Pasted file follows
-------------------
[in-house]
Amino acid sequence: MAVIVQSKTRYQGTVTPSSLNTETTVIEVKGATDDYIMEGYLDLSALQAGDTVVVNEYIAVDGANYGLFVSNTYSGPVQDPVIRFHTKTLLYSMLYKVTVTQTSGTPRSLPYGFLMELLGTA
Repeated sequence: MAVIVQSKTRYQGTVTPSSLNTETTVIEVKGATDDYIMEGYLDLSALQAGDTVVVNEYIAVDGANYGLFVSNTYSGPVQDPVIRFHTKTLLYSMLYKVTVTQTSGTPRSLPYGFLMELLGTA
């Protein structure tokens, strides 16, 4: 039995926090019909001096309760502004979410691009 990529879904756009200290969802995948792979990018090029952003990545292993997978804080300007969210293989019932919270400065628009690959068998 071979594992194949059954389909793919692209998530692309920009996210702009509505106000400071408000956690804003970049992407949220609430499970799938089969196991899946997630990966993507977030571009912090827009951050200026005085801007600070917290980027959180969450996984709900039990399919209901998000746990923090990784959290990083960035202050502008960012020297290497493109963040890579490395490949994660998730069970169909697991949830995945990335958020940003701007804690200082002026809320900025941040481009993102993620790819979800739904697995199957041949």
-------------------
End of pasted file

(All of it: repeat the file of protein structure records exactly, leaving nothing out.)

[in-house]
Amino acid sequence: MAVIVQSKTRYQGTVTPSSLNTETTVIEVKGATDDYIMEGYLDLSALQAGDTVVVNEYIAVDGANYGLFVSNTYSGPVQDPVIRFHTKTLLYSMLYKVTVTQTSGTPRSLPYGFLMELLGTA
Repeated sequence: MAVIVQSKTRYQGTVTPSSLNTETTVIEVKGATDDYIMEGYLDLSALQAGDTVVVNEYIAVDGANYGLFVSNTYSGPVQDPVIRFHTKTLLYSMLYKVTVTQTSGTPRSLPYGFLMELLGTA
């Protein structure tokens, strides 16, 4: 039995926090019909001096309760502004979410691009 990529879904756009200290969802995948792979990018090029952003990545292993997978804080300007969210293989019932919270400065628009690959068998 071979594992194949059954389909793919692209998530692309920009996210702009509505106000400071408000956690804003970049992407949220609430499970799938089969196991899946997630990966993507977030571009912090827009951050200026005085801007600070917290980027959180969450996984709900039990399919209901998000746990923090990784959290990083960035202050502008960012020297290497493109963040890579490395490949994660998730069970169909697991949830995945990335958020940003701007804690200082002026809320900025941040481009993102993620790819979800739904697995199957041949």